King Cole can relate to the Material Girl. Phillies ace Cole Hamels, 25, and his wife, Heidi Strobel, are working to adopt a child from Ethiopia after the process in Malawi proved too onerous.

Last week, Madonna endured a highly publicized rejection in Malawi. Having traveled to the African nation with intentions to adopt, the pop music icon was rebuffed. She left the country yesterday without a child.

Hamels and his wife know the feeling. After becoming frustrated last year with Malawian rules requiring adoptive parents to first live in the country for 18 to 24 months, they decided to initiate the paperwork to bring an Ethiopian child to the United States.

"We were in the same situation as Madonna, and there is no way we could live over there for two years," Hamels said. "It shouldn't be so hard to try to give someone a better life. The government in that country, it's shady."

Ethiopian rules require only a nine-month waiting period. "We're working through a stack of paperwork this thick," Hamels said, holding his thumb and forefinger several inches apart. "But this is something we've always wanted to do, to help someone less fortunate."

Southpaws in the pen

Even without lefty J.C. Romero, suspended 50 games for violating the league's substance policy, the Phillies begin their season with three lefthanders in the bullpen: Scott Eyre, J.A. Happ and Jack Taschner. Although roles could change depending on performance, the team will likely use Happ as a long reliever, Taschner as a situational lefty early in games, and Eyre in the late-inning role held by Romero last year.

"Scott Eyre, he could wind up [facing] some lefties in the eighth inning," manager Charlie Manuel said.

Happ, who lost the competition for the fifth spot in the starting rotation late in spring training to Chan Ho Park, said he was refocused and excited to be in Philadelphia.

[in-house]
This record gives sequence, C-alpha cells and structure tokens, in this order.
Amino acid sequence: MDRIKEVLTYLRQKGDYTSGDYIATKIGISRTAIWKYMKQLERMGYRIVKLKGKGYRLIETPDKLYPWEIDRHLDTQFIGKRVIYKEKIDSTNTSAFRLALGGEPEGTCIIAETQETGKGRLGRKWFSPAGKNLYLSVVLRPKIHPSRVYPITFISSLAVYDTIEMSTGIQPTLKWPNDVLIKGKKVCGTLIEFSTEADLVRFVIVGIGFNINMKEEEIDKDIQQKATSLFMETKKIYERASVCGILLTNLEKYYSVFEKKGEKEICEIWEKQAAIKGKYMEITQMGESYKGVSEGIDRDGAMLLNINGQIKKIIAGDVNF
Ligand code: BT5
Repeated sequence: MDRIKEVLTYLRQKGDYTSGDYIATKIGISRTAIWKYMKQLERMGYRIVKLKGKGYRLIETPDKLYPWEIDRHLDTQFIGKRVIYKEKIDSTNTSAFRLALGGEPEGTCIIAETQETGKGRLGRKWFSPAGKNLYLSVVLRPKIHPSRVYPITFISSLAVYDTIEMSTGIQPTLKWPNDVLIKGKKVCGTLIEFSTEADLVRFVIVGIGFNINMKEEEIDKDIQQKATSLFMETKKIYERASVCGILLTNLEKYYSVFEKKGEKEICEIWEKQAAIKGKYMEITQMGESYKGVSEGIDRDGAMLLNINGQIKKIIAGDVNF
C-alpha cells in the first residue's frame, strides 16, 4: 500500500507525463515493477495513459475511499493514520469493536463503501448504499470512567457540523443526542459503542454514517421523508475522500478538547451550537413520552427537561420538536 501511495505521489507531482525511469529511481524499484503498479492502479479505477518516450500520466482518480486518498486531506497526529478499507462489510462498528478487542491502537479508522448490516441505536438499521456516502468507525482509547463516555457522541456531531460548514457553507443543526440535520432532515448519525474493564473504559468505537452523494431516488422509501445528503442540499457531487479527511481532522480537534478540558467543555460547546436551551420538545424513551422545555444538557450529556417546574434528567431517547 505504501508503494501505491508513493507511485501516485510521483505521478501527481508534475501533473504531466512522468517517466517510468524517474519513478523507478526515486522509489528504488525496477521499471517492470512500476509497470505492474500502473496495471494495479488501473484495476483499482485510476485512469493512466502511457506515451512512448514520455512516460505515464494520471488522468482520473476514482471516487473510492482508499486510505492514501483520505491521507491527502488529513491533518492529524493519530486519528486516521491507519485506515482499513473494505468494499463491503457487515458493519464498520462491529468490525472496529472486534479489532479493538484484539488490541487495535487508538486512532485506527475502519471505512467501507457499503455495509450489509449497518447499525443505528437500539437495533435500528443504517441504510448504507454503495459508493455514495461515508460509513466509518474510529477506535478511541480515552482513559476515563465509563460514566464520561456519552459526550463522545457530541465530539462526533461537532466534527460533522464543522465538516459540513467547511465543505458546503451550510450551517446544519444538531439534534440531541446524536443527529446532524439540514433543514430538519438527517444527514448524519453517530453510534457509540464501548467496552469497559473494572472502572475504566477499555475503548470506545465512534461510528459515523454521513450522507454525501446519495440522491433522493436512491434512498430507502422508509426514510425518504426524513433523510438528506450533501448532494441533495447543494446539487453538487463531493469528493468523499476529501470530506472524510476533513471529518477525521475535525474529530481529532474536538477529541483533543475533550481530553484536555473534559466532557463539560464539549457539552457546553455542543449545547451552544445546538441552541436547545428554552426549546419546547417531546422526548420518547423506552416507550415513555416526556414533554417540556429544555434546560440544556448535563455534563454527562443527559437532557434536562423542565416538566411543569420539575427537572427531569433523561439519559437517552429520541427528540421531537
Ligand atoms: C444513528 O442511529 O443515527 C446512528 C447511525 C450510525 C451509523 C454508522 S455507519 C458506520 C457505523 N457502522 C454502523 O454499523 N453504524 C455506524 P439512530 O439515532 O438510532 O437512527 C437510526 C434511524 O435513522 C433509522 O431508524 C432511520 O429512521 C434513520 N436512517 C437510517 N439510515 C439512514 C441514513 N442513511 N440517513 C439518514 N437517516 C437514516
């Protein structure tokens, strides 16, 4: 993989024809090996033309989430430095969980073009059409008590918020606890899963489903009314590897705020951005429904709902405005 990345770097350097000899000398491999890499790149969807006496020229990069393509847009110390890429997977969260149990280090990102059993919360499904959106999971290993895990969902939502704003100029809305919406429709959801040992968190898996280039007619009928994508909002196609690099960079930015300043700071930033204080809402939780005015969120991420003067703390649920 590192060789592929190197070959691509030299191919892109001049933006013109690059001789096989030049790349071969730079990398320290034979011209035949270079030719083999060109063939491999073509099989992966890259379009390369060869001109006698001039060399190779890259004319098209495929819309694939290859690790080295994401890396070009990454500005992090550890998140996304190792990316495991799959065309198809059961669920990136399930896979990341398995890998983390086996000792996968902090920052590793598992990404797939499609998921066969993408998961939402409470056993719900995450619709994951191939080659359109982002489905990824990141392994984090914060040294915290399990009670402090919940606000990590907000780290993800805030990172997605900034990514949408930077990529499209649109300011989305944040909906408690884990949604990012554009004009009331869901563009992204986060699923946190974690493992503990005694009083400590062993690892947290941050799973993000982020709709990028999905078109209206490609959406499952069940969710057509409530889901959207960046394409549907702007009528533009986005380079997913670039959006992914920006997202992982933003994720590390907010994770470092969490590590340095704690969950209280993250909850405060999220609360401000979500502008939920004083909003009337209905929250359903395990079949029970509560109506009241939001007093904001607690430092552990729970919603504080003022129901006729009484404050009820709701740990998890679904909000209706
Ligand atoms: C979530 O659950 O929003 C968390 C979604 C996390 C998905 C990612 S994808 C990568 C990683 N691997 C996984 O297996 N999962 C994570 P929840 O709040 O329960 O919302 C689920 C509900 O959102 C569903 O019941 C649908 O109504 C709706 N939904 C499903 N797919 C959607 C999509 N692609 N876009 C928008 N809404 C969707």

"It's a lot better wearing the big-league uniform than the triple-A uniform," he said, adding that he did not think relieving and starting would be dramatically different. "It's just your routine that's different," he said. "At first, it'll just be about pitching effectively, and then we'll see what it turns into."

Taschner was drafted by the San Francisco Giants in 1999 and spent his entire career with that organization until the Phillies acquired him for catcher Ronny Paulino on March 27. "For the first time in my life, I don't care what my role is," he said yesterday, speaking rapidly and admittedly thrilled to be with a World Series-defending team. "Whether it's the late or early innings, I'm happy to be here."

Victorino bats sixth

Manuel batted rightfielder Jayson Werth second and centerfielder Shane Victorino sixth last night. Because of his participation in the World Baseball Classic, Victorino saw only 50 Grapefruit League at-bats. Late in spring training, Manuel expressed repeated frustration that many of his regulars had failed to attain the 65 at-bat threshold the manager feels is necessary to be prepared for the regular season.

Victorino had not found his rhythm, the manager said. "He didn't get a lot of at-bats in spring training, and he hadn't been swinging real good. Werth had a good spring and he hit second quite a bit last year."

Cautious approach

Manuel said yesterday that although second baseman Chase Utley (hip surgery) and third baseman Pedro Feliz (back surgery) were in the opening-night lineup, the team will be cautious with them in April, perhaps granting each the occasional day off.